Today, it houses a posh hotel, an aquarium, a McDonald’s and ‘Shrek’s Adventures’ – but 30 years ago County Hall, on London’s South bank, was the home of a radical experiment in local government. In 1981 the Labour party won control of the Greater London Council (GLC) on a manifesto which championed antisexism, antiracism, LGBT rights, workplace democracy and community-controlled development.
In 1986 the GLC was abolished by Thatcher, reduced to a plaque on the wall of a tourist attraction. Most people who have arrived in London since then have never heard of it, but it had a profound effect on the city and on British culture. ‘A Greater London’ aims to recover that lost history, and see what lessons we can learn from it today.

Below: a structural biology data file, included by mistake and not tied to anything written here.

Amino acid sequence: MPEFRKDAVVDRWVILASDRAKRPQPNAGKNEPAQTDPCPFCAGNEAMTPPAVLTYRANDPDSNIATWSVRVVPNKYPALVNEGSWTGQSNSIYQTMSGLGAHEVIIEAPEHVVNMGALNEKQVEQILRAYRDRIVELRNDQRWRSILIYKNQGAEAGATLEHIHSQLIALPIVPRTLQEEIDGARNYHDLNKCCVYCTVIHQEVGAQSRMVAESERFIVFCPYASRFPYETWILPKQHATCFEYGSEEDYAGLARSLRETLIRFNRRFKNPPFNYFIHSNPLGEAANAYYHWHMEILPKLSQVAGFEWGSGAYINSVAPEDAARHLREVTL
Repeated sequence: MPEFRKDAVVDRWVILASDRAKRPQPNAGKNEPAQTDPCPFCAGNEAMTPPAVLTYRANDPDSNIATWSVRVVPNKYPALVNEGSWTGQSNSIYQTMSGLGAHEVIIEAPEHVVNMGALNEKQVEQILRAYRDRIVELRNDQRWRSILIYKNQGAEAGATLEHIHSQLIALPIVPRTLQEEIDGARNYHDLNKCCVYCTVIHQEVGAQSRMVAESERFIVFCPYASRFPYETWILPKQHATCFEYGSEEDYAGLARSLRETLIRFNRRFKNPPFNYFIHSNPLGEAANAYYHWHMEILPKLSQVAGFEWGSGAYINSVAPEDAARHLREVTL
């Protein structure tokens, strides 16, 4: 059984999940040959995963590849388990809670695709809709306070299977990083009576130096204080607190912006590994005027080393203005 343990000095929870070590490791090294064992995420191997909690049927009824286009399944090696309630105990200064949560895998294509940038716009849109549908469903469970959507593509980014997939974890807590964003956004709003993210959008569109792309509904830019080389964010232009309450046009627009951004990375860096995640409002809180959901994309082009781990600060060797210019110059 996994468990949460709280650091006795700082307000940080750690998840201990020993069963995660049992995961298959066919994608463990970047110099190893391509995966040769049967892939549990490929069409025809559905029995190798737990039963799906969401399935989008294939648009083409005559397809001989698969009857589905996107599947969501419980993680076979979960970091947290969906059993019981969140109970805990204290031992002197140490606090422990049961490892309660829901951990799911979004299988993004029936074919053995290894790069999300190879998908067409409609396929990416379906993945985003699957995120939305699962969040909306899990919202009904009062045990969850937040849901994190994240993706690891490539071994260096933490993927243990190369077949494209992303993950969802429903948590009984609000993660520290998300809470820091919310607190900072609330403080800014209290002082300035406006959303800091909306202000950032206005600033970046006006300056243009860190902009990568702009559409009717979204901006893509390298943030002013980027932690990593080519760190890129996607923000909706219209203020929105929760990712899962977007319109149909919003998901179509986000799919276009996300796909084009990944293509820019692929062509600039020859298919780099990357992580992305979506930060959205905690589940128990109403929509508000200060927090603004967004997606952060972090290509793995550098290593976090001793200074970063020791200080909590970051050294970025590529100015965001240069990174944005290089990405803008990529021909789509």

Having been inspired by oral history projects like Remember Olive Collective and Heart of the Race: Oral histories of black women’s movement, we applied for and were awarded funding from the Heritage Lottery Fund to collect oral histories from people who were involved in the GLC, and in the social movements around it. A group of volunteers have collected and recorded these memories – check them out on the listen to interviews tab.
The oral history project is now complete and to share it with a wider audience we’ve created a paperback zine, which you can buy from us on the link to the right, or download an e-copy here. All donations will help us to continue building ‘The GLC Story’ archive.